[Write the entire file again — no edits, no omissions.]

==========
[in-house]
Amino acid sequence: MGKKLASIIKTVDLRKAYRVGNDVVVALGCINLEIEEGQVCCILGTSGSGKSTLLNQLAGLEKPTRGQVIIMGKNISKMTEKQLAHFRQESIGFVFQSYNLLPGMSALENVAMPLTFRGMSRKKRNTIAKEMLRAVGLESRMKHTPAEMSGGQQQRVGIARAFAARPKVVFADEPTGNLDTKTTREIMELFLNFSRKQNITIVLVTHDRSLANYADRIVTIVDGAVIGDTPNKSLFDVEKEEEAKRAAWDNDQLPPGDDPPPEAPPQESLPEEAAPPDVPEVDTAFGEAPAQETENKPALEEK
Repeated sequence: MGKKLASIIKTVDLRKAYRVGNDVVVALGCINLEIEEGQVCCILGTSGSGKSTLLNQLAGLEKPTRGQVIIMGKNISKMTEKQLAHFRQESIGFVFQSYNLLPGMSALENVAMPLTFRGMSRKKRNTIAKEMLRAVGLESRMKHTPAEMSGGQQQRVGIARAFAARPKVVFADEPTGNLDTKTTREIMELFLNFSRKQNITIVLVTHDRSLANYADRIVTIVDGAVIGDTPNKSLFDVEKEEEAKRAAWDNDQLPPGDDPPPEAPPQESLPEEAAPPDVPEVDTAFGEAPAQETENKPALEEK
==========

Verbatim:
[in-house]
Amino acid sequence: MGKKLASIIKTVDLRKAYRVGNDVVVALGCINLEIEEGQVCCILGTSGSGKSTLLNQLAGLEKPTRGQVIIMGKNISKMTEKQLAHFRQESIGFVFQSYNLLPGMSALENVAMPLTFRGMSRKKRNTIAKEMLRAVGLESRMKHTPAEMSGGQQQRVGIARAFAARPKVVFADEPTGNLDTKTTREIMELFLNFSRKQNITIVLVTHDRSLANYADRIVTIVDGAVIGDTPNKSLFDVEKEEEAKRAAWDNDQLPPGDDPPPEAPPQESLPEEAAPPDVPEVDTAFGEAPAQETENKPALEEK
Repeated sequence: MGKKLASIIKTVDLRKAYRVGNDVVVALGCINLEIEEGQVCCILGTSGSGKSTLLNQLAGLEKPTRGQVIIMGKNISKMTEKQLAHFRQESIGFVFQSYNLLPGMSALENVAMPLTFRGMSRKKRNTIAKEMLRAVGLESRMKHTPAEMSGGQQQRVGIARAFAARPKVVFADEPTGNLDTKTTREIMELFLNFSRKQNITIVLVTHDRSLANYADRIVTIVDGAVIGDTPNKSLFDVEKEEEAKRAAWDNDQLPPGDDPPPEAPPQESLPEEAAPPDVPEVDTAFGEAPAQETENKPALEEK